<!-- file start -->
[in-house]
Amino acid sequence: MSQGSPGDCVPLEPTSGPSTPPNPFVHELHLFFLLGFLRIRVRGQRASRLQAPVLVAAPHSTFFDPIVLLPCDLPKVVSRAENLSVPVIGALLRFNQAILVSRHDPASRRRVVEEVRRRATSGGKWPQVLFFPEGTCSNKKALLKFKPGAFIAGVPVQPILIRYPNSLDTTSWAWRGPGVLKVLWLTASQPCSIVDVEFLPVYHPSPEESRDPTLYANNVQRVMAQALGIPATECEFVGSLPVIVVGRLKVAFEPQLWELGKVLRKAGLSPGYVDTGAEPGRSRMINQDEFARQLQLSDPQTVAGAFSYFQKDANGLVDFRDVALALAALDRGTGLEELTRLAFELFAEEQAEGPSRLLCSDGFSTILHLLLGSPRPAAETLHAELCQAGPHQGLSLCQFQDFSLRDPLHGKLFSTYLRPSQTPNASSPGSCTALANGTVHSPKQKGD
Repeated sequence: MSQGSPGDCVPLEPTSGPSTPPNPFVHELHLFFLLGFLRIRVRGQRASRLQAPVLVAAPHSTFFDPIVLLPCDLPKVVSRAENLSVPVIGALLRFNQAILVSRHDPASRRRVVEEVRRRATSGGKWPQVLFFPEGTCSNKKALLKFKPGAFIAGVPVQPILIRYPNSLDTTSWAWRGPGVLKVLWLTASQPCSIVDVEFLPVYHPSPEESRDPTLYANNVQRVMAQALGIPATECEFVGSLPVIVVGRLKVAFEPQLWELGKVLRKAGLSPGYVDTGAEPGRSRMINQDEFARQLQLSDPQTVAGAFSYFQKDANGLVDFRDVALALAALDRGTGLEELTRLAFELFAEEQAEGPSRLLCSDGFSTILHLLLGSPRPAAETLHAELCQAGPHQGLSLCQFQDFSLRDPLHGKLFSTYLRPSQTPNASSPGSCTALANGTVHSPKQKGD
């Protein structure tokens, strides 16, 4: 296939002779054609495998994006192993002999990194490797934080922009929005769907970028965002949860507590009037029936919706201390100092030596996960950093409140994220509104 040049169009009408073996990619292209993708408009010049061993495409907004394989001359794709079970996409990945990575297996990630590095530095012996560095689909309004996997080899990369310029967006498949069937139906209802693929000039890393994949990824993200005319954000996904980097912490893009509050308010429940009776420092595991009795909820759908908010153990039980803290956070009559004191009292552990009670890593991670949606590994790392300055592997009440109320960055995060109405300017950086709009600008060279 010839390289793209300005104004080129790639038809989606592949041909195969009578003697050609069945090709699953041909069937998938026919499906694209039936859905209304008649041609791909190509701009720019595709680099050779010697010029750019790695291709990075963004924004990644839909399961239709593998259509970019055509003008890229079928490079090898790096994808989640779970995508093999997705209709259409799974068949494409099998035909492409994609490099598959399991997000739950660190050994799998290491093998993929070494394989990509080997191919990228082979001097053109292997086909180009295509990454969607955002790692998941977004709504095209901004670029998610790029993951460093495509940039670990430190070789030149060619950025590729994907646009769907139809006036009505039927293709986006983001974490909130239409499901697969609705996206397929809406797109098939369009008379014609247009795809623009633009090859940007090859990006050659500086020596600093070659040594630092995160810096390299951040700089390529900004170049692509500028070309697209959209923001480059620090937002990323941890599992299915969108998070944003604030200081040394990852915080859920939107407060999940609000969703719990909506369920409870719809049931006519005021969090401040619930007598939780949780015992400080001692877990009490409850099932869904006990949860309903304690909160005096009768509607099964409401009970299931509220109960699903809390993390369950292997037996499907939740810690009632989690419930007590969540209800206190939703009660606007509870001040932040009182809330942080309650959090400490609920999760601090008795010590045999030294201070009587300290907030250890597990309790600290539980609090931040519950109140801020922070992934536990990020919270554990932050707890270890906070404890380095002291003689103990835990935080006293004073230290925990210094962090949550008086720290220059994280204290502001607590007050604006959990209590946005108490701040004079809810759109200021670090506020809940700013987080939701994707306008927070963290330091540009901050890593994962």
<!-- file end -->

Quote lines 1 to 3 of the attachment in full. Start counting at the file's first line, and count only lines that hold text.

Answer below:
[in-house]
Amino acid sequence: MSQGSPGDCVPLEPTSGPSTPPNPFVHELHLFFLLGFLRIRVRGQRASRLQAPVLVAAPHSTFFDPIVLLPCDLPKVVSRAENLSVPVIGALLRFNQAILVSRHDPASRRRVVEEVRRRATSGGKWPQVLFFPEGTCSNKKALLKFKPGAFIAGVPVQPILIRYPNSLDTTSWAWRGPGVLKVLWLTASQPCSIVDVEFLPVYHPSPEESRDPTLYANNVQRVMAQALGIPATECEFVGSLPVIVVGRLKVAFEPQLWELGKVLRKAGLSPGYVDTGAEPGRSRMINQDEFARQLQLSDPQTVAGAFSYFQKDANGLVDFRDVALALAALDRGTGLEELTRLAFELFAEEQAEGPSRLLCSDGFSTILHLLLGSPRPAAETLHAELCQAGPHQGLSLCQFQDFSLRDPLHGKLFSTYLRPSQTPNASSPGSCTALANGTVHSPKQKGD
Repeated sequence: MSQGSPGDCVPLEPTSGPSTPPNPFVHELHLFFLLGFLRIRVRGQRASRLQAPVLVAAPHSTFFDPIVLLPCDLPKVVSRAENLSVPVIGALLRFNQAILVSRHDPASRRRVVEEVRRRATSGGKWPQVLFFPEGTCSNKKALLKFKPGAFIAGVPVQPILIRYPNSLDTTSWAWRGPGVLKVLWLTASQPCSIVDVEFLPVYHPSPEESRDPTLYANNVQRVMAQALGIPATECEFVGSLPVIVVGRLKVAFEPQLWELGKVLRKAGLSPGYVDTGAEPGRSRMINQDEFARQLQLSDPQTVAGAFSYFQKDANGLVDFRDVALALAALDRGTGLEELTRLAFELFAEEQAEGPSRLLCSDGFSTILHLLLGSPRPAAETLHAELCQAGPHQGLSLCQFQDFSLRDPLHGKLFSTYLRPSQTPNASSPGSCTALANGTVHSPKQKGD